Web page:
Once I was a clever boy learning the arts of Oxford... is a quotation from the verses written by Bishop Richard Fleming (c.1385-1431) for his tomb in Lincoln Cathedral. Fleming, the founder of Lincoln College in Oxford, is the subject of my research for a D. Phil., and, like me, a son of the West Riding. I have remarked in the past that I have a deeply meaningful on-going relationship with a dead fifteenth century bishop... it was Fleming who, in effect, enabled me to come to Oxford and to learn its arts, and for that I am immensely grateful.

Thursday, 12 January 2017


Yesterday evening I had supper with a friend and whilst at his house I was skim reading parts of the book he is currently reading, D.R.Thorpe's Supermac: The Life of Harold Macmillan  published by Chatto and Windus in 2010.


Image: Amazon

This is an immensely readable biography - indeed it made me somewhat anti-social as I delved into it ( though not to my friend's surprise or discountenance ) - and full of vignettes of Macmillan's life, contemporaries and times. Archbishop Fisher in 1961 on the requirements for an Archbishop of Canterbury is a joy to read, as is Macmillan telling Roy Jenkins of their shared working class roots as opposed to the lower-middle class Margaret Thatcher, and the scene at the Silver Wedding of the Duke and Duchess of Devonshire when Uncle Harold made his entrance down the stairs into the Painted Hall at Chatsworth leaning on the arm of another former party leader and the Duchess' brother-in-law, Sir Oswald Mosley...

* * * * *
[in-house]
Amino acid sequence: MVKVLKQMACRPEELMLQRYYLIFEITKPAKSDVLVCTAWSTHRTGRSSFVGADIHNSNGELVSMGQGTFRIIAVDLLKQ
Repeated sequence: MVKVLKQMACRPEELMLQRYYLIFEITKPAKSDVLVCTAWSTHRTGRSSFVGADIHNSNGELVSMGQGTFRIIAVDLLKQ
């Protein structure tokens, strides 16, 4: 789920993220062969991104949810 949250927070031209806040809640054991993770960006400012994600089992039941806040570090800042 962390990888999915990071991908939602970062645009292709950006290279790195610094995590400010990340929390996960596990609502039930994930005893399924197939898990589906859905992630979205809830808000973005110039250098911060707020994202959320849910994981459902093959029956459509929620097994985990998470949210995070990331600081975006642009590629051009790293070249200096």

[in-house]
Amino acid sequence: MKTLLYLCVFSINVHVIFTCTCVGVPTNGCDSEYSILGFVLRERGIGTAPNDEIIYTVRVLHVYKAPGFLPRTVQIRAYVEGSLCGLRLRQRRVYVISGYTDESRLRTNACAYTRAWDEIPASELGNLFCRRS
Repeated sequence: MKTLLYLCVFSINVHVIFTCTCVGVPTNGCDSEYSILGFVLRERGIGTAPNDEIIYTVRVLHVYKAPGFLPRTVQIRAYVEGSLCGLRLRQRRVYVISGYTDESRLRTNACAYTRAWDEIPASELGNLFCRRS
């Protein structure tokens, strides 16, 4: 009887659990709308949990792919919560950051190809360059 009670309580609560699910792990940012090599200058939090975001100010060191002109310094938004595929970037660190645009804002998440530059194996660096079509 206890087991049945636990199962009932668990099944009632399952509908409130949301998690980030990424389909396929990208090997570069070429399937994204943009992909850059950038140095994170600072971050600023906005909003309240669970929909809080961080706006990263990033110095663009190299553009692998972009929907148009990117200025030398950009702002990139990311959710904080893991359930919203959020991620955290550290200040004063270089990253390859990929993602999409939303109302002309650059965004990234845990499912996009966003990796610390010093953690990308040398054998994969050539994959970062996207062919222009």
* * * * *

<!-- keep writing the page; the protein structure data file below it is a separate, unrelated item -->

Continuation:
Macmillan is the first Prime Minister I remember and I think he is in many ways under-rated these days. As a student at Balliol on the eve of the Great War he used to serve then Anglican Ronald Knox's celebration of the Roman Rite in a chapel at the convent of the St Thomas Sisterhood which was just in front of my kitchen window.

This is a book I really must try to read fully, and one I would heartily recommend to anyone interested in the man or his era.

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